Kuchen with peaches is delicious with peaches, plums, or pears. Topped with brown sugar, cinnamon and cloves, the perfect dessert for brunch or dinner.
Kuchen literally means ‘cake’ in German and many popular versions of kuchen are made topped with fruit and a brown sugar mixture. This recipe is the best I’ve tried and is one of those cakes that’s easy to make and fool proof to impress.
What is Kuchen?
There are many forms of kuchen, which is German for ‘cake’. My recipe, like many varieties, is a custardy cake dessert, with a sweet dough, topped with fruit and buttered sugar and spices.
When searching the list of ingredients for Kuchen, the recipe seems pretty basic and common. Butter, sugar, egg, flour, leavening, and sour cream. Basic, right? But combined and then topped with fabulous fruit, spices, and sugar, it’s anything but basic and is, in fact, super moist, flavorful, and delicious. And incredibly easy.
The cake component in this kuchen recipe, when baked produces a buttery flavor with a melt-in-your-mouth custard-like center. Baked in a 9×13-inch pan, the cake turns out with nice, crispy edges too. A tiny bit of almond extract brings a warm note to the kuchen that highlights the fruit and spices on top.
Speaking of the fruit topping, I used fresh peaches (frozen will do just as well), but you can also use blueberries, plums, pears, or a combination of any of them. After the batter is poured into your baking pan, the fruit is sandwiched between a not-quite streusel-like mixture of butter, sugars, flour, cloves, and cinnamon. This mixture helps to create the custardy portion of the cake as the fruit breaks down a little and the sugar and extra butter melt into the batter. The topping doesn’t get crunchy, really, but it’s truly divine.
I was nervous about the cloves overpowering, albeit only a quarter teaspoon gets added to the topping. When first taken out of the oven and tested, the cloves are pretty pungent, but give it a couple hours, and it becomes just perfect and actually helps highlight the cinnamon, butter, and fruit. If you want to serve the Kuchen warm out of the oven, feel free to reduce the cloves by half.
I recently took Kuchen with peaches to an appetizer party and it was an instant hit. The first person who tried it could be heard to say “Be sure to try this!” and it disappeared quickly, with many requests for the recipe as they all tried to dissect the cake, with ooh’s and ah’s over the moist texture, and perfectly balanced flavors. So, if you need something quick, easy, but Wow!, this recipe checks all the boxes.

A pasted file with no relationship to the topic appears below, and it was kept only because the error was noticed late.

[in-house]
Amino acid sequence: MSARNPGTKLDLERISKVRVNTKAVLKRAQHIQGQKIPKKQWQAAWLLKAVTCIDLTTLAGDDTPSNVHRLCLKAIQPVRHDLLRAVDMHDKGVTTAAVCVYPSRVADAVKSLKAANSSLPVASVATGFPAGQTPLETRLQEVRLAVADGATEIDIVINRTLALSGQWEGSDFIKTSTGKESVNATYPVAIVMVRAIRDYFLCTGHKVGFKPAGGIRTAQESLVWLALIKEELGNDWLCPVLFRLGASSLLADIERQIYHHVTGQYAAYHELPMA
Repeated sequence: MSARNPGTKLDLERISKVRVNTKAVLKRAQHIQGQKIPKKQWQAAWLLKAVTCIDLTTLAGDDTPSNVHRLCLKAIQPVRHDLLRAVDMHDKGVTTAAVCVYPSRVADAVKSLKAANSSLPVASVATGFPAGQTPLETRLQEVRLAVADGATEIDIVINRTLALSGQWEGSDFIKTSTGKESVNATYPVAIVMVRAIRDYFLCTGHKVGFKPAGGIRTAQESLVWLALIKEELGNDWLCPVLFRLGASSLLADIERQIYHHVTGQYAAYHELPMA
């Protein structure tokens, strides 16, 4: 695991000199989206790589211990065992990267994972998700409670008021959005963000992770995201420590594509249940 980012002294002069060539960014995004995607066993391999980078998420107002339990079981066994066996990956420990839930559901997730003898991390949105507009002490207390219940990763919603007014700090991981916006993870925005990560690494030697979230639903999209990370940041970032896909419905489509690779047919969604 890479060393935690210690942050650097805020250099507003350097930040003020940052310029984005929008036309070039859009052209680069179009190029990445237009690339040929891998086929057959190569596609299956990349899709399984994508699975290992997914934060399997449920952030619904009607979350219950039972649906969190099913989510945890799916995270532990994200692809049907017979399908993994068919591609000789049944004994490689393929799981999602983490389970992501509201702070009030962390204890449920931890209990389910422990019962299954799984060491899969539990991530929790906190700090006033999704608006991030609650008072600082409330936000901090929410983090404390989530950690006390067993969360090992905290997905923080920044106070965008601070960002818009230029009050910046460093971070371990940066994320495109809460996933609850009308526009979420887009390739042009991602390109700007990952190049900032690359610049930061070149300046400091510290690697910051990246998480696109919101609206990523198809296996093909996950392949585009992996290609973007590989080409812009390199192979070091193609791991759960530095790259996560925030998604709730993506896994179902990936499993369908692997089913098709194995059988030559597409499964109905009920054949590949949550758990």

Kuchen is excellent as a brunch or coffee companion, and it also makes a great dessert following a winter stew or chowder dinner, not too filling, but absolutely satisfying. I’ve been asked if the Kuchen could be made using apples, so I’ll be giving that a try soon and I’ll update shortly. For now, the best fruit appears to me to be something a little more soft that will kind of melt into the cake.
Can Kuchen be frozen?
Absolutely! Kuchen freezes very well when covered in plastic and then covered again in a freezer wrap or container. The cake can be frozen for several weeks before defrosting to room temperature to serve.
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For the cake:
Assemble the cake:
- Grease a 9x13-inch pan. Preheat oven to 350F degrees. In a large bowl cream together ½ cup butter and ½ cup sugar. Blend in 1 egg, ½ teaspoon almond extract, and 1 cup sour cream. Mix in 1 ½ cups flour and ¾ teaspoon baking powder. Spread the dough in the prepared pan.
Mix together the topping
- In a small bowl mix ¼ cup softened butter, ¼ cup sugar, ¼ cup brown sugar, and ¼ cup flour, ¼ teaspoon cloves, and ¼ teaspoon cinnamon.
- Sprinkle half of the topping over the cake dough, place 3 cups peach slices over the entire surface, and sprinkle the remaining topping to cover the Kuchen.
- Bake on the center rack in the oven for 30-35 minutes. Check the cake with a toothpick at 30 minutes and if it comes out with crumbs on it, it's done.
- The Kuchen can be served right out of the oven, but if you let it sit for two to three hours before serving, the clove flavor becomes more mild and all the flavors are melded nicely. Leftovers should be refrigerated in an air-tight container.
- As mentioned in the pre-recipe notes, you may substitute the peaches for plums, pears, or blueberries. Also frozen peaches work great, but defrost the peaches first so they cook enough to break down and soften.
- When served right out of the oven, the Kuchen is tasty when warm though all my tasters preferred it after anywhere from three to six hours later. When served within the first hour or so, the cloves are a little overpowering, but the flavor becomes perfect over time. If you want to serve the Kuchen immediately, I would reduce the cloves to 1/8 teaspoon but would not leave them out.